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Art Institute of Chicago expands presentation of Rubloff Paperweights Collection
The installation includes new glass masterpiece produced by artist Paul Stankard.

CHICAGO, IL.- The Art Institute of Chicago announced the expansion of its gallery dedicated to the Arthur Rubloff Collection of paperweights. The new presentation, made possible by generous support from the International Paperweight Society Foundation and L.H. Selman, Ltd., along with the involvement of the family of Wes Clark in memory of Paul Jokelson, will more than double the number of paperweights on view and allow for a more expansive and accessible display of the works. The refreshed space--which includes more than 800 gorgeous, colorful glass masterpieces with mesmerizing patterns and designs produced from the early 19th century through the present--is located in Gallery 15 (lower level of the Allerton Building at the Woman's Board Grand Staircase) and opens to the public on September 28, 2012.

"The paperweight collection of Arthur Rubloff is one of the finest in the world," said Christopher Monkhouse, Eloise W. Martin Chair and Curator, Department of European Decorative Arts at the Art Institute. "There are few collections that more fully showcase the quality of craftsmanship, technological innovation, intricacy, and beauty of this form. We are extremely grateful for this gift, which will allow us to enhance the presentation of this collection and more than double the number of works of art on display for the hundreds of thousands who visit it every year."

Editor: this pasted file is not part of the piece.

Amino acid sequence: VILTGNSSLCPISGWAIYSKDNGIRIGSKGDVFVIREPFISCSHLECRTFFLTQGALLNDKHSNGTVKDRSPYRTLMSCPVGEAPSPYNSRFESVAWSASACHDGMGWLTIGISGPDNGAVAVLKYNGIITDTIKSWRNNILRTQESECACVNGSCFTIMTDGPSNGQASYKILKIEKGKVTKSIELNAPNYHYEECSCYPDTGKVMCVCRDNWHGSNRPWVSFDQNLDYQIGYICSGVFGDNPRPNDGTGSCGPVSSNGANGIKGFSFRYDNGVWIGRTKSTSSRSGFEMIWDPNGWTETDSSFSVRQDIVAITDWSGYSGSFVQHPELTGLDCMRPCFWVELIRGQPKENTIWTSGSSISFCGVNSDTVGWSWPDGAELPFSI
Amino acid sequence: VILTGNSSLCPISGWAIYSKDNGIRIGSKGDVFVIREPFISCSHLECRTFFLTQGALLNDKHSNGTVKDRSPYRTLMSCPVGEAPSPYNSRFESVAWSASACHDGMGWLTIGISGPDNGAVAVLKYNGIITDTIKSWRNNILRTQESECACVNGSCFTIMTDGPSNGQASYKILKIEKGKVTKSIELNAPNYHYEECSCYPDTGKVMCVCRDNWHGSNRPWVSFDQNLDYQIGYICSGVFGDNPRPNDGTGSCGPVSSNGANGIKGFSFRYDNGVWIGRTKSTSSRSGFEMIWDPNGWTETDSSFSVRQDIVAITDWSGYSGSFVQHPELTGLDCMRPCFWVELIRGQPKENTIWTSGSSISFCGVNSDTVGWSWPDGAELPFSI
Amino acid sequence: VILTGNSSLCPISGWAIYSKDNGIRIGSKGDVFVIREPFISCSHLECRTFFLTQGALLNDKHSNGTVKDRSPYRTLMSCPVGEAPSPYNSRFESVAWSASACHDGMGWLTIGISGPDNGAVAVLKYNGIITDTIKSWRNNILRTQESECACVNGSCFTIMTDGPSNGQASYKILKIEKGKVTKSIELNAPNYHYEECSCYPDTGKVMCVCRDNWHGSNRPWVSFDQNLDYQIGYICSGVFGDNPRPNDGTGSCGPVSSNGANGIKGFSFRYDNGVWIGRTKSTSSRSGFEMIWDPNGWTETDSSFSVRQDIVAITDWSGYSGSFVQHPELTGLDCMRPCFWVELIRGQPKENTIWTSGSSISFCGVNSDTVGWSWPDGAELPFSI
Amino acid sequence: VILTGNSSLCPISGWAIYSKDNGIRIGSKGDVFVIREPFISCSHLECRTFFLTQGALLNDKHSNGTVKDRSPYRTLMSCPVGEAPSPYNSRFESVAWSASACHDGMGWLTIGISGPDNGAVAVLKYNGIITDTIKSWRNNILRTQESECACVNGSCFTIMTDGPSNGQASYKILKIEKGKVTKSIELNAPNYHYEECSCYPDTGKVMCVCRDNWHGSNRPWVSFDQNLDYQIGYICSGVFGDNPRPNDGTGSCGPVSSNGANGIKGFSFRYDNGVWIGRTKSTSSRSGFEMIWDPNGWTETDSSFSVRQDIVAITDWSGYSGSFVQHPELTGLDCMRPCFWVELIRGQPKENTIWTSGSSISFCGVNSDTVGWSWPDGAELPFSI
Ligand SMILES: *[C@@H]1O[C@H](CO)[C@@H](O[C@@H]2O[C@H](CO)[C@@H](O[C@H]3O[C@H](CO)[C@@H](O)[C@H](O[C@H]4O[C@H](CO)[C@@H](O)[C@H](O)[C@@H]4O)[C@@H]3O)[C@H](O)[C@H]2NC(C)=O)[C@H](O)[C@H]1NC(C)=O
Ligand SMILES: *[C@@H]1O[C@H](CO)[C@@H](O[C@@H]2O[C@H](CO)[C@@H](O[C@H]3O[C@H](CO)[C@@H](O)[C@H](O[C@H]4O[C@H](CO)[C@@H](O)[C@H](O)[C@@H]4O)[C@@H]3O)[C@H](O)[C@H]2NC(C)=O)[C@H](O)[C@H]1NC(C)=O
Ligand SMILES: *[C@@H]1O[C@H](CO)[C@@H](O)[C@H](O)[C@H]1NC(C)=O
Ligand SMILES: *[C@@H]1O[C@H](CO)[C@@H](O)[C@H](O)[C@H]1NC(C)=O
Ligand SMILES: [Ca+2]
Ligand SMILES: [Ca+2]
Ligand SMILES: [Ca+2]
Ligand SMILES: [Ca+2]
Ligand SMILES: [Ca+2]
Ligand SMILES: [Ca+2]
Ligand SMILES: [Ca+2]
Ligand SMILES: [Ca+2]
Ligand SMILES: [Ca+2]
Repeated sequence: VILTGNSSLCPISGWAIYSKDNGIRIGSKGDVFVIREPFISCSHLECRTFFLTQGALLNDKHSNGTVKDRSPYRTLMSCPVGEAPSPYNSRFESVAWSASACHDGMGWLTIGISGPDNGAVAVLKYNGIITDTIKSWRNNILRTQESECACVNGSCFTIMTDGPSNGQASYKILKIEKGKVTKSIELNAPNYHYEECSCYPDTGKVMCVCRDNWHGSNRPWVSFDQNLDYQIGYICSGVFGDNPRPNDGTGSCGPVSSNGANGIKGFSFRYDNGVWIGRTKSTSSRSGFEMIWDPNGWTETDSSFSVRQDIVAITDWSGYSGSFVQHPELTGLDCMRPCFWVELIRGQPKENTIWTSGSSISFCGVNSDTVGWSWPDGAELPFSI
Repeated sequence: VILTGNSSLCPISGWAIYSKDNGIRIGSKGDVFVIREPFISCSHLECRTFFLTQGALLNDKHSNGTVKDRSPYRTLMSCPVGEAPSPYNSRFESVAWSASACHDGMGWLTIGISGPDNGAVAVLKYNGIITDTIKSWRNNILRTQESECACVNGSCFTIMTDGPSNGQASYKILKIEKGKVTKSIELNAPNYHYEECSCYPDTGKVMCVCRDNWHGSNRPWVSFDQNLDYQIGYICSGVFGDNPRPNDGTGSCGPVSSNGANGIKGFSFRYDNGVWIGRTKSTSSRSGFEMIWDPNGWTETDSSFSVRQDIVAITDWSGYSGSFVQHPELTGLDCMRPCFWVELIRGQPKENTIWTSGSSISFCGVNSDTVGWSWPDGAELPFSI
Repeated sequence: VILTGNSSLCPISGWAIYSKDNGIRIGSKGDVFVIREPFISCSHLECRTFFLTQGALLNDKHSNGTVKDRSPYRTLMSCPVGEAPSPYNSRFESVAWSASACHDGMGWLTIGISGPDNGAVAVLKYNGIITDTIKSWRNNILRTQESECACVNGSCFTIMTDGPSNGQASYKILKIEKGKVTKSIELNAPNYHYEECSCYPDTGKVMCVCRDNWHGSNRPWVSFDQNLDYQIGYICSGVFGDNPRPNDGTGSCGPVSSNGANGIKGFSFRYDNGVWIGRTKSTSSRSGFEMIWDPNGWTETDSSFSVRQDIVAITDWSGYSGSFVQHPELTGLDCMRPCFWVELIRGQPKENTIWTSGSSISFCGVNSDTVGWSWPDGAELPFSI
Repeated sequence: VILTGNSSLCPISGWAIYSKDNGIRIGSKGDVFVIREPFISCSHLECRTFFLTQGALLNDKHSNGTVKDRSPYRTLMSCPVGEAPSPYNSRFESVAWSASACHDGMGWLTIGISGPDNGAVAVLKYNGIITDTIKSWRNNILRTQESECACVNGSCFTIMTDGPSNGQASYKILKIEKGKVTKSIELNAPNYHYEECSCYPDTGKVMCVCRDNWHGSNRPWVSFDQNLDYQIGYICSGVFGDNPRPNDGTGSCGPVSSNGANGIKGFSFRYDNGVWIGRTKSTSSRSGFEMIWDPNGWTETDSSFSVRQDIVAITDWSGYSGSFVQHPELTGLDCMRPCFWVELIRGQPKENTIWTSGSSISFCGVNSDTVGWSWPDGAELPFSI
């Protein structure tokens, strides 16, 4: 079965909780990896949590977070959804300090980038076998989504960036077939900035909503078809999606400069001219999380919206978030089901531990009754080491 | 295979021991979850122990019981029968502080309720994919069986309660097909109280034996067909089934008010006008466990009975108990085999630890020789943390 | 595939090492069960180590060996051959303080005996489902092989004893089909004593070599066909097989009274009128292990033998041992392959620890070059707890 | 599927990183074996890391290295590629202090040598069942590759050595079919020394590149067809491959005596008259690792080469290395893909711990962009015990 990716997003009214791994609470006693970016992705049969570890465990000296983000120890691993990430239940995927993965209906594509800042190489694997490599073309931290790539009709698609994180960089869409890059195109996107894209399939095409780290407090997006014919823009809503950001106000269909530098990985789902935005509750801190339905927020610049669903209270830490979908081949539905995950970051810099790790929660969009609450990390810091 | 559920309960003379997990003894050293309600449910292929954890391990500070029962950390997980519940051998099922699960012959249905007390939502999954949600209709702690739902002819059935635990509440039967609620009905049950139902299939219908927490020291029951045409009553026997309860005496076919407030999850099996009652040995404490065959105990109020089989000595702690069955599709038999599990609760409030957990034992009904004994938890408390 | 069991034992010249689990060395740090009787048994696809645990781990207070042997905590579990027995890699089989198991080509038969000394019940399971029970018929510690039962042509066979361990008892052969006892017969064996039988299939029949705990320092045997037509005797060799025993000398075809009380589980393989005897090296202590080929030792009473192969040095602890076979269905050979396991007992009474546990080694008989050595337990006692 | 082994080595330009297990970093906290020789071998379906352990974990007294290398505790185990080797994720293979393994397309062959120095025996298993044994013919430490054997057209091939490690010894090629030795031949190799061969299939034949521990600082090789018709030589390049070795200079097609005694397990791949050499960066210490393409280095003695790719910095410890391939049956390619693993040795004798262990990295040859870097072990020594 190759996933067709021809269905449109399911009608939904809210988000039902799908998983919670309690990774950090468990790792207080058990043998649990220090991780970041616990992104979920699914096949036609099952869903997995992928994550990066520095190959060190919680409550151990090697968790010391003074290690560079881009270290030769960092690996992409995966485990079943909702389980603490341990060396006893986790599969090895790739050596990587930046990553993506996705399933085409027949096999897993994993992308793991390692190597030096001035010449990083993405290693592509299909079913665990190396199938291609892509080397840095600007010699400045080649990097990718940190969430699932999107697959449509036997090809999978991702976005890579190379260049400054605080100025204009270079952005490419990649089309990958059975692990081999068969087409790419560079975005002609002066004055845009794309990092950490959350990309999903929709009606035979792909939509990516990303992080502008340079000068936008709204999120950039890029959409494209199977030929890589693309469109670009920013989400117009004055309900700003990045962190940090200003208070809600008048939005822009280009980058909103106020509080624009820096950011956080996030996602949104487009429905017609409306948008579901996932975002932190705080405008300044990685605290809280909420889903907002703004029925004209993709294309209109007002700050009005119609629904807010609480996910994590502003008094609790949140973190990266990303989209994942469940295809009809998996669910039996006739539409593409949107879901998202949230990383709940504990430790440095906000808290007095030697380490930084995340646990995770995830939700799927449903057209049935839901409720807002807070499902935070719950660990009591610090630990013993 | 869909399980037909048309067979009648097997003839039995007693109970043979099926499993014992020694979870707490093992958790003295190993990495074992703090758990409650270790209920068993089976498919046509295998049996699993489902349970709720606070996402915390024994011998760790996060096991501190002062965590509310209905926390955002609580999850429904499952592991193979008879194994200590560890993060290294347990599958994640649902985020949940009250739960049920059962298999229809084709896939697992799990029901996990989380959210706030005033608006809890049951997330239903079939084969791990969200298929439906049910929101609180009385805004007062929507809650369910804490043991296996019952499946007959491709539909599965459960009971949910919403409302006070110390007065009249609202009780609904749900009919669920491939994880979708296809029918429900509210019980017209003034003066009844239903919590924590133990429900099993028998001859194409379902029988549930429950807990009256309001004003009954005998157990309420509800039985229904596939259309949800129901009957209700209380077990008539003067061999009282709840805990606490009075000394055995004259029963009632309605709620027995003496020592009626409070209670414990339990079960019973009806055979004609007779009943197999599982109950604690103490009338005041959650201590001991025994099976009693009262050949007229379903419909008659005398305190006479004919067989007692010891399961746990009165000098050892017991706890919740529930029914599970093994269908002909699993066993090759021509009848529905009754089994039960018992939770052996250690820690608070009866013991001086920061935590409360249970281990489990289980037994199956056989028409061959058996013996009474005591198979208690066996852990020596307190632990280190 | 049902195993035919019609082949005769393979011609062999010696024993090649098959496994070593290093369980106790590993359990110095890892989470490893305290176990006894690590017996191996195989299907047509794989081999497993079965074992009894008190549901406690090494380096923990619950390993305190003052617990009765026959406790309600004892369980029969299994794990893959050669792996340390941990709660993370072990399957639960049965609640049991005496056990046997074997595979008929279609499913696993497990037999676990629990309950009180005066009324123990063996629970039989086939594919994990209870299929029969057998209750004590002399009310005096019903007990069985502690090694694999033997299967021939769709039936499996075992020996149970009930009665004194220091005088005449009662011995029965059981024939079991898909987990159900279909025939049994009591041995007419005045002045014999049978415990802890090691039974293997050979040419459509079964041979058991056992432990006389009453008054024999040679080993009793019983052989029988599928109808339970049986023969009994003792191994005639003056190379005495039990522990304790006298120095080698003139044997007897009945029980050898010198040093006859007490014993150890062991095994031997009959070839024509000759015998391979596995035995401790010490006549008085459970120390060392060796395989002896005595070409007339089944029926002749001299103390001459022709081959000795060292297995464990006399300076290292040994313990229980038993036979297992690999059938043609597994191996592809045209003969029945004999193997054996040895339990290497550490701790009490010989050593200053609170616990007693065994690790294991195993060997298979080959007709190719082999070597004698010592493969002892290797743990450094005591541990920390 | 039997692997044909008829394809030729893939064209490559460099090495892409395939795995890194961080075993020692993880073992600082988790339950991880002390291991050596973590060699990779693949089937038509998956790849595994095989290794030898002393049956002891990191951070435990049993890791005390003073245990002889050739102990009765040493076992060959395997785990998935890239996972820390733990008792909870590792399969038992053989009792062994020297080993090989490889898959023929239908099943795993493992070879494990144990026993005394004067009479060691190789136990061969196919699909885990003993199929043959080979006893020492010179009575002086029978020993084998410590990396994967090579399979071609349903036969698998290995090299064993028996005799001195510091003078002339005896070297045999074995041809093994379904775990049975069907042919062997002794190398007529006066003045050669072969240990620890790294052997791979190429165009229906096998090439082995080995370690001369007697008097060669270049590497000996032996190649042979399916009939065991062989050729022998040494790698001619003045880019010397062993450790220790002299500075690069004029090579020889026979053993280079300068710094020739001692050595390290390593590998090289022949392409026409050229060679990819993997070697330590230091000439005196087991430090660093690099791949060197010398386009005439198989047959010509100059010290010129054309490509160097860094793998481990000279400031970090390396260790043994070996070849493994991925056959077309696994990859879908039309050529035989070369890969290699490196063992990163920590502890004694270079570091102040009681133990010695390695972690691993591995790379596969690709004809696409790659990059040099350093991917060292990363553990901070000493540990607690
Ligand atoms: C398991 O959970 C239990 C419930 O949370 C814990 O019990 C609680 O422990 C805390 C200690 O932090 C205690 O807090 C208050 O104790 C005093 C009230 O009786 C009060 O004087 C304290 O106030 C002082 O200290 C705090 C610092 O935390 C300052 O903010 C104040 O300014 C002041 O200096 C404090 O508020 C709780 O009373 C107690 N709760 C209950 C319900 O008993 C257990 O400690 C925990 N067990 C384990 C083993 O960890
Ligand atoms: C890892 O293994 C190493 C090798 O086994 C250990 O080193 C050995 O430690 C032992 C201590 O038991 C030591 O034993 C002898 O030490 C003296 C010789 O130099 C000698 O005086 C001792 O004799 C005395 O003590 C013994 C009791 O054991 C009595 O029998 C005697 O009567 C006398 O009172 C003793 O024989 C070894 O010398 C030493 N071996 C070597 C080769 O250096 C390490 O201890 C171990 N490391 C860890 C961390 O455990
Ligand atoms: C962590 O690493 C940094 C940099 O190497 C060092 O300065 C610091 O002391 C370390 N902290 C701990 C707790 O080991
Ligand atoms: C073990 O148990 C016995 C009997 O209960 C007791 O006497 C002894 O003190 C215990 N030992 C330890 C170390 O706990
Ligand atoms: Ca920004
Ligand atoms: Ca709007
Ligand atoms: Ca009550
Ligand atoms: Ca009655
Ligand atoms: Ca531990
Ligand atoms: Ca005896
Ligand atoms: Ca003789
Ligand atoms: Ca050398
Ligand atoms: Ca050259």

Arthur Rubloff (1902-1983) was born in Duluth, Minnesota, and moved to Chicago at age 17 to pursue a career in real estate. By 1929 Rubloff had founded his own real estate firm, which is known for a number of development projects in Chicago, including the Magnificent Mile, the Carl Sandburg Village, and the Evergreen Plaza shopping center. He was also a dedicated philanthropist, contributing to such institutions as the University of Chicago Hospitals, Northwestern University Law School, and the Art Institute.

Rubloff was among the first generation of 20th-century collectors to rediscover paperweights of the mid-19th century, known as the Classic period. He made his first purchases in 1947 as gifts for his partner, who had a small collection, but Rubloff soon became fascinated with the objects himself, as did a growing number of collectors who gathered under the umbrella of the Paperweight Collectors Association, founded in 1953. Famous collectors included the American writer Truman Capote, who wrote that the paperweight was like "some fragment of a dream." Rubloff eventually amassed a total of 1,472 paperweights, of which 1,200 were donated to the Art Institute in 1978. The Rubloff Collection at the Art Institute is recognized as one of three premier collections in the world; the others are housed in the Corning Museum of Glass in Corning, New York, and the Bergstrom-Mahler Museum in Neenah, Wisconsin.

The newly expanded gallery increases the number of paperweights currently on view, from 341 to more than 800. Eight new wall cases, along with a new pedestal case, have been installed, all to highlight a larger selection from the collection. In addition, for the first time a dedicated space will feature a fine selection of contemporary paperweight design. A beautiful new piece titled Honeybee Swarm with Flowers and Fruit (2012) produced especially for the gallery reopening by renowned paperweight artist Paul Stankard is one of the highlights. "This work represents my passion for integrating mysticism with botanical realism to give glass organic credibility," said Stankard. "This paperweight orb celebrates the primal beauty of nature on an intimate level. Because the Rubloff Collection exhibits examples of my early work, the inclusion of Honeybee Swarm with Flowers and Fruit visually illustrates the evolution of my career and this art form."

The unveiling of the new gallery dedicated to the Arthur Rubloff Collection of paperweights represents another milestone in the most ambitious renovation and reinstallation project in the Art Institute's history.

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